Planning a trip to Cuba? Here’s what to wear (and what not to wear!) in Cuba.

If you’re travelling to Cuba, you’re probably planning a few different holidays in one. 

It’s hard not to – Cuba has so many different sides, each with a totally different vibe and dress code. 

If you’re only heading to Havana or a Cuba resort, feel free to skip down to the relevant section.

Otherwise, this guide to what to wear in Cuba will make sure you’re covered in every part of the country you find yourself in.


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How do people dress in Cuba?

Like many countries, the standard dress in Cuba is typically jeans and a t-shirt or tank top. Most locals stick to this safe dress code every day, especially in the cities.

The clothing in typical, while pretty standard around the world, is typically tighter and brighter than you might see elsewhere. 

Cuban women aren’t afraid to show a little flesh and wear figure-hugging tops and jeans – often at the same time. 

Cubans also love colour! Cuba is a very colourful country! From the constant music and lively streets all the way through to the clothing, Cubans bring a rainbow palette to everything they do.

In fact, if I had to describe Cuba in one word, it would be “colourful”.

From time to time, you may also see local women wearing traditional Cuban dress. These usually involve bright, layered rumba dresses.


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A Cuban woman sits on the side of the street wearing an orange rumba dress and holding a fan
Everybody wears colour in Cuba!

How to dress in Cuba

Even though most people visit during the winter months, Cuba enjoys warm weather all year round.  

When planning your Cuba wardrobe, make sure you pack predominantly for tropical, sunny weather. That means travelling prepared for both the hot midday sun and occasional rain showers.

More than anything, you’ll want to wear comfortable clothing in Cuba. 

You may also want to take this chance to pull out your brightest clothes. There’s no such thing as too much colour in Cuba and dark, neutral colours will look out of place.
 


What to wear in Cuba as a woman

Packing for Cuba as a woman isn’t too hard. Most of all, it’s fun!

The ideal thing to wear in Cuba is a long, floaty dress – preferably in a bright or tropical print. 

If you’re not really a skirt kind of girl – I feel you! – trousers and shorts are fine too. I packed a mix of denim shorts and long, cut-off culottes that would keep me cool and covered.

Cuba is a very religious country, but it’s okay to bare your legs and shoulders. The locals do! The one time I would cover up is in the cities, when you want to draw less attention to yourself.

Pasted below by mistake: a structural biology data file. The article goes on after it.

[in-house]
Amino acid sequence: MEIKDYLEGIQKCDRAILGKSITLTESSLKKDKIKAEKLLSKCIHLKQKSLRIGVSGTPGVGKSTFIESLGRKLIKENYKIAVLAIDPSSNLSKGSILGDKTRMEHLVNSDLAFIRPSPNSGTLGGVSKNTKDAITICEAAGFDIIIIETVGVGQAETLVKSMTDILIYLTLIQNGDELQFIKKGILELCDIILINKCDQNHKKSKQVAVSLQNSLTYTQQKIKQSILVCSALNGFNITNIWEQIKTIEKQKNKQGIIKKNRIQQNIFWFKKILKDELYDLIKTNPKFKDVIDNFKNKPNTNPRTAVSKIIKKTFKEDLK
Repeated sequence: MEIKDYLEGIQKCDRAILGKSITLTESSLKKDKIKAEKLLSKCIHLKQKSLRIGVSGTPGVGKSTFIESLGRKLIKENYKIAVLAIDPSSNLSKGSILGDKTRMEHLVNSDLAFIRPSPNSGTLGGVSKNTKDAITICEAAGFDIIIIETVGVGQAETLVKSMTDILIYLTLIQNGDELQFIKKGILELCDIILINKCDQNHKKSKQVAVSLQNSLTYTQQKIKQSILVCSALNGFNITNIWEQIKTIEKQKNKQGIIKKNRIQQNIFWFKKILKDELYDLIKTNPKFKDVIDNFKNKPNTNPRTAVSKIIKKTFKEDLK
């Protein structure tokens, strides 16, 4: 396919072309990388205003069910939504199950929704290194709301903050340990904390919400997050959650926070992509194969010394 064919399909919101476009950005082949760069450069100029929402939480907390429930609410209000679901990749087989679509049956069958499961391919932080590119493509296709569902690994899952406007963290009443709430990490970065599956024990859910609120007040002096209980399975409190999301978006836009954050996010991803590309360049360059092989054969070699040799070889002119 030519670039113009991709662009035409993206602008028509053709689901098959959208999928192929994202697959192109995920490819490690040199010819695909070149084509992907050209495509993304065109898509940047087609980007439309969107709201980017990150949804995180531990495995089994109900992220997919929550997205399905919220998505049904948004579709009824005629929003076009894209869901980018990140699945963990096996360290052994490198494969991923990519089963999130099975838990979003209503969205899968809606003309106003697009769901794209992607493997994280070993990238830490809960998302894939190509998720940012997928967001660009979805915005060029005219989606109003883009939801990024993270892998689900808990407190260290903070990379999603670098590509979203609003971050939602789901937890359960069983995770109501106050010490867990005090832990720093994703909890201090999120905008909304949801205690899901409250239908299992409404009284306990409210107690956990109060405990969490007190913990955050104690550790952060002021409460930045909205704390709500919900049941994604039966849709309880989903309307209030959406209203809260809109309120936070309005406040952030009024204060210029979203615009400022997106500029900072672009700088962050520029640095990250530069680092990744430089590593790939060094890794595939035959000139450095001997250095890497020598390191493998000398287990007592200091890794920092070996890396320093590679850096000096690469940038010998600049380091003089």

Given Cuba’s difficult economic and political situation, avoid wearing expensive jewellery or flashy accessories. Feel free to dress colourfully, but avoid anything that might seem insensitive toward the locals.

Like anywhere in the world, it will also reduce your chances of being robbed.


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How to dress for Cuba as a man

Dressing as a man in Cuba doesn’t differ much from what you’ll want to wear as a woman. 

Jeans, loose trousers and short, plus some colourful shirts or t-shirts should make up your Cuba uniform. 

Cuban men tend to be very well put together, so don’t be shy when it comes to packing shirts and smarter trousers, too.

What to wear in Cuba resorts

Packing for a Cuba resort doesn’t different much from what you would pack for an island getaway in Ibiza or Greece.

Summery beach clothes are all you really need, but you may also want to dress up a little in the evenings. After all, this is Cuba!

I packed a couple of playsuits that helped me transition for day to night, and they were perfect for the all-inclusive part of our trip.

Again, colour is always welcome in a Cuba resort. You can also get away with more muted colours here, too, since most people around you will be tourists too.


What to wear in Havana

Most travellers who visit Cuba pass through the capital, even if only for flights. If you can, I’d recommend spending 24 to 48 hours in Havana to see this colourful, vibrant city.

While in Havana, it’s best to wear slightly more conservative clothing. As a woman, shorts are totally fine if you like. But I found I was a lot more comfortable in longer, lightweight trousers.

If you plan on visiting any churches, it’s always better to be dressed appropriately. 

What a man should wear in Havana Cuba follows pretty much the same rules. Remember: it’s okay to dress up a little, but avoid wearing anything too flashy.


laurel-cuba-bag
A playsuit and a cross body bag will be your best friends in Cuba!

Clothes to wear in Cuba

Now you know what the locals wear and what kind of clothing you’ll want to pack for Cuba, let’s run through everything you’ll want to take from head to toe.

I haven’t included quantities here because that will depend on your trip. No matter how long you’re staying or where you’re going, these are clothes you definitely want to pack for Cuba!

Tank tops and t-shirts

You’ll pretty much live in short sleeved tops during the daytime in Cuba.

Pack a mix of tighter tank tops and loose tees for both day and night.


Jackets and layers

Although Cuba is usually pretty warm, it can get chilly in the evenings.